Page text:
The French Revolution can be divided into three stages, the first starting from the moment of the fall of the Bastille to the year 1792, in which the constitutional monarchy was applied, where the privileges of the king in absolute rule were abolished. The second phase extends from the end of the first to the year 1794, during which a republican regime was announced and the king was executed.

As for the third stage, which stopped when Napoleon Bonaparte came to power in 1799, it can be described as witnessing the emergence of the bourgeoisie that eliminated the revolutionaries.

And the book “The Spirit of Revolutions and the French Revolution” by Gustave Le Bon indicates that faith in the monarchy lasted after the seizure of the Bastille, after the king’s escape and his agreement with foreign kings, and later after his arrest and execution due to a number of charges, including his statement that he left on the day of his escape declaring his adherence to absolute rule. With the old system. He asserts that the consolidation of royal sentiments in the souls of many cities in France, with the exception of Paris, of course, contributed to the success of Napoleon Bonaparte, who came to seize the throne of the former kings, and restore a large part of the previous regime.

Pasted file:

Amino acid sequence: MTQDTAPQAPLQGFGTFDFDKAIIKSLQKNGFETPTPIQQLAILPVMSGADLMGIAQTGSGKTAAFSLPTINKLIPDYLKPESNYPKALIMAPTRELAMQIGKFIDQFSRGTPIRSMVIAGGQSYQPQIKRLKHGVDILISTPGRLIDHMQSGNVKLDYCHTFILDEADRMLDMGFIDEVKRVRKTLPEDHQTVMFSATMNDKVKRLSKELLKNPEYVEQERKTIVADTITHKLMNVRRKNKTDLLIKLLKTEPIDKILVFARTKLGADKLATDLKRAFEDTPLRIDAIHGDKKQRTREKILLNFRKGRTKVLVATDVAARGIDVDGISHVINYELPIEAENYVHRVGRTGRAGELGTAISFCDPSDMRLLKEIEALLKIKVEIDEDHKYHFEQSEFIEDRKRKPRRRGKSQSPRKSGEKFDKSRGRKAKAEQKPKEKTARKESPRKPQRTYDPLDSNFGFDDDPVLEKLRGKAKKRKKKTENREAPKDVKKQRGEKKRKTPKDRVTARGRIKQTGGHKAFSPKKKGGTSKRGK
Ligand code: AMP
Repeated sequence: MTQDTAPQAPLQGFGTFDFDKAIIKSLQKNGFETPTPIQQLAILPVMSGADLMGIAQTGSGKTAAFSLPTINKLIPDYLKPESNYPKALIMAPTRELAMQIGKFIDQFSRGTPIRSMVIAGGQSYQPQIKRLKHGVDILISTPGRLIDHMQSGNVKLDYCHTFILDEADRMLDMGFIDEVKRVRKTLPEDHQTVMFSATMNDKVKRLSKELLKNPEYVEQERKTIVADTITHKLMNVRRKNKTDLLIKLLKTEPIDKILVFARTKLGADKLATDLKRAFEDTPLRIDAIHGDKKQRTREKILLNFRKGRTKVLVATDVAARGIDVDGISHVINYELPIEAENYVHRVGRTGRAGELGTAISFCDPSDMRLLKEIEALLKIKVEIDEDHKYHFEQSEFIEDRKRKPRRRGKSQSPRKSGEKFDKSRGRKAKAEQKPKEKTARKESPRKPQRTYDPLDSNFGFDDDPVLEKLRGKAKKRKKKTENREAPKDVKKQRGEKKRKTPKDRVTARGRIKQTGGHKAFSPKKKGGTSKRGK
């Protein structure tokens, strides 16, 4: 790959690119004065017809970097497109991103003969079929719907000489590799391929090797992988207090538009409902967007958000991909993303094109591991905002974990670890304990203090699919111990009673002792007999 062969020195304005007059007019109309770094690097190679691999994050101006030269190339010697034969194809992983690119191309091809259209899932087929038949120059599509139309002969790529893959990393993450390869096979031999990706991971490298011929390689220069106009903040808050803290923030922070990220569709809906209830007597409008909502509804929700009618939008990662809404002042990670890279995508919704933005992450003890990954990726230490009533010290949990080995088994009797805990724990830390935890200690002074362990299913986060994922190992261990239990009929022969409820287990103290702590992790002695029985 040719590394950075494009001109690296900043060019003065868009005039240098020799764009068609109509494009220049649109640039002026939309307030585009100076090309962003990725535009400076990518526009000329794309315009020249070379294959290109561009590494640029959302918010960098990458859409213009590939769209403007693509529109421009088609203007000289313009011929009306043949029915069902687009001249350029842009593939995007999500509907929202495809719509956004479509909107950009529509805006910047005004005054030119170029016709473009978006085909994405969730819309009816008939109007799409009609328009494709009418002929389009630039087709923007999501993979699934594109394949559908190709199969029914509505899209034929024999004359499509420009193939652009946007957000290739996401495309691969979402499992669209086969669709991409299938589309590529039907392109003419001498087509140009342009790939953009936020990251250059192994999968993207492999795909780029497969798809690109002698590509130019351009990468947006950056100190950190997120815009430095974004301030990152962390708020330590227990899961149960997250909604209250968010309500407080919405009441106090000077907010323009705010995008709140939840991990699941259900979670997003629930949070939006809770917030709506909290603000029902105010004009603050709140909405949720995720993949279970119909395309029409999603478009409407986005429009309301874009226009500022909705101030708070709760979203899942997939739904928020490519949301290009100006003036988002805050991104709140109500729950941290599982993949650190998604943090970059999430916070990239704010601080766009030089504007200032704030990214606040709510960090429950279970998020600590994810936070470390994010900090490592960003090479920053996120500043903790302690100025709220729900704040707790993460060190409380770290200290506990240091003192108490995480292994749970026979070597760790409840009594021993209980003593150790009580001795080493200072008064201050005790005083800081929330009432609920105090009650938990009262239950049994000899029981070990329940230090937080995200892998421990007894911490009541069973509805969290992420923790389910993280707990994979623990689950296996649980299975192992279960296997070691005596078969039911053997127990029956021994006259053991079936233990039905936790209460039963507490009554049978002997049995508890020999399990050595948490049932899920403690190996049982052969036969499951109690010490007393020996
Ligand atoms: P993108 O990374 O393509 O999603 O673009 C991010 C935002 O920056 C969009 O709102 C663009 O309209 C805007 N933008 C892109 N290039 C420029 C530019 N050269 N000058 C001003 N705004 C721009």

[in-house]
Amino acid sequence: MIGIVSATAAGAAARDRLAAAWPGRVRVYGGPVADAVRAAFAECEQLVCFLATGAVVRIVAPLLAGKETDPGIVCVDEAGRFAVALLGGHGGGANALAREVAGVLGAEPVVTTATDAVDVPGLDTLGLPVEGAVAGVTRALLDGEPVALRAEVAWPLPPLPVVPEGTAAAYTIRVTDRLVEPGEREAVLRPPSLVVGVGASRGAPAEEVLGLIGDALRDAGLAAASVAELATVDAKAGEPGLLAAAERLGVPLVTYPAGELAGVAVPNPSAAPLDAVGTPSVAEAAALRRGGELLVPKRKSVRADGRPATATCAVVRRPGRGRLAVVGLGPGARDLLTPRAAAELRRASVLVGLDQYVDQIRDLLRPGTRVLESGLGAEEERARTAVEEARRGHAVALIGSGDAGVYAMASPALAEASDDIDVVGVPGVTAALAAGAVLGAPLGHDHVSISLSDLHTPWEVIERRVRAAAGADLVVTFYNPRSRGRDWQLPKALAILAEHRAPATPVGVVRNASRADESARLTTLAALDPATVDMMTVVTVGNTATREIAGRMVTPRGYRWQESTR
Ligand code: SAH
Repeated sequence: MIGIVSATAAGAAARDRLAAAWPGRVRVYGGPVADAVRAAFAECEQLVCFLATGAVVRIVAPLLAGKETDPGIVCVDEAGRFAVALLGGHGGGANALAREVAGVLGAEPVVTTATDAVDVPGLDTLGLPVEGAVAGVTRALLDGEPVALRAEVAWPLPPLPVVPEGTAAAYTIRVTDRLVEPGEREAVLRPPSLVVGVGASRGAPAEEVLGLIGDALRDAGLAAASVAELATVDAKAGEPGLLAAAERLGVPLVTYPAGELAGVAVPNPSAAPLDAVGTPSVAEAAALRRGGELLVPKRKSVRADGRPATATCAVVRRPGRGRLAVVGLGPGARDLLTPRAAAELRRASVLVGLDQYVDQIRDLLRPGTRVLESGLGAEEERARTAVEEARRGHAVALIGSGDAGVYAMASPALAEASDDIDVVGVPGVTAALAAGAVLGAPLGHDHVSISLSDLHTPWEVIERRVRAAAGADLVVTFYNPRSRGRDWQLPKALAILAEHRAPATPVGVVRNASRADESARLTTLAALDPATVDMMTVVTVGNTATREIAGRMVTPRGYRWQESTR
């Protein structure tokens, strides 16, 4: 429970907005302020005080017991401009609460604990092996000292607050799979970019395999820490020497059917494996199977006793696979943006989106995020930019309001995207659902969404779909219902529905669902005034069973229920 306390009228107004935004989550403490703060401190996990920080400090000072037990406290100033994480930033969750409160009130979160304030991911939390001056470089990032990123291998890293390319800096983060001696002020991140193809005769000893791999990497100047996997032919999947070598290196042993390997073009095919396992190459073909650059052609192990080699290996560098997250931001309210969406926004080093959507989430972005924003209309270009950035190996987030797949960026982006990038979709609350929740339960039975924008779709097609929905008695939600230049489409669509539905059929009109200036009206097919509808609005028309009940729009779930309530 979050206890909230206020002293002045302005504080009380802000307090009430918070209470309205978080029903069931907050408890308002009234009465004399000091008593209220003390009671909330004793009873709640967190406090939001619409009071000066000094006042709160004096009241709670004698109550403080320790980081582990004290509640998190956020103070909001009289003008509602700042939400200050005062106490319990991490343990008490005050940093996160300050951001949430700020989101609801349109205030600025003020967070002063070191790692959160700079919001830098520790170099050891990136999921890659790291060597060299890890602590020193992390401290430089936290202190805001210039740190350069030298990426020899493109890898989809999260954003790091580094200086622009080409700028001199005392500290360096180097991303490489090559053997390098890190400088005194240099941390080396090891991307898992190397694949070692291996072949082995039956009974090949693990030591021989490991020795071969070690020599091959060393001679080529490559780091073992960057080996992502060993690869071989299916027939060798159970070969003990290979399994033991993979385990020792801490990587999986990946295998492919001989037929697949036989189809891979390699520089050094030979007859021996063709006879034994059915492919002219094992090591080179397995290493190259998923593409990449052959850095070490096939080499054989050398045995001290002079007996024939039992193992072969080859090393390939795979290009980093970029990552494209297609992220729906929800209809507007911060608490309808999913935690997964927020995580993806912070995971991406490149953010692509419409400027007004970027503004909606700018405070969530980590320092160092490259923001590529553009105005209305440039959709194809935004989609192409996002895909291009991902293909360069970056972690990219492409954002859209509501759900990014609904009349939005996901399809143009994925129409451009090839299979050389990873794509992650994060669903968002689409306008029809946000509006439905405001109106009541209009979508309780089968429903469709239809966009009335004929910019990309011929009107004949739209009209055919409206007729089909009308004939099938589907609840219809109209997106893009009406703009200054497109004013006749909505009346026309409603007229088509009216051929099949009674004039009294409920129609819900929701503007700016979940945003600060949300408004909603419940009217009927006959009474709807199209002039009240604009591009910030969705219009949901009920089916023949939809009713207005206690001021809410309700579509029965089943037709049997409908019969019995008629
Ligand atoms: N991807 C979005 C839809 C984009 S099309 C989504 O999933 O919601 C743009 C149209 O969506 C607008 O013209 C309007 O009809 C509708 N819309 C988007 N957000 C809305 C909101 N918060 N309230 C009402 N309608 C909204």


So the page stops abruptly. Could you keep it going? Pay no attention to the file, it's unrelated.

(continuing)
However, regardless of the fluctuations that occurred in the stages of the French Revolution and its aftermath, this uprising was able to abolish the dictatorial rule in France forever, replacing it with a republican, civil and secular regime that respects human rights and is based on the principles of freedom, equality and fraternity.

Today, the Place de la Bastille in Paris, free of its horrific prison, testifies that the French people deserve the life they live now and here, a life without fear and without scissors.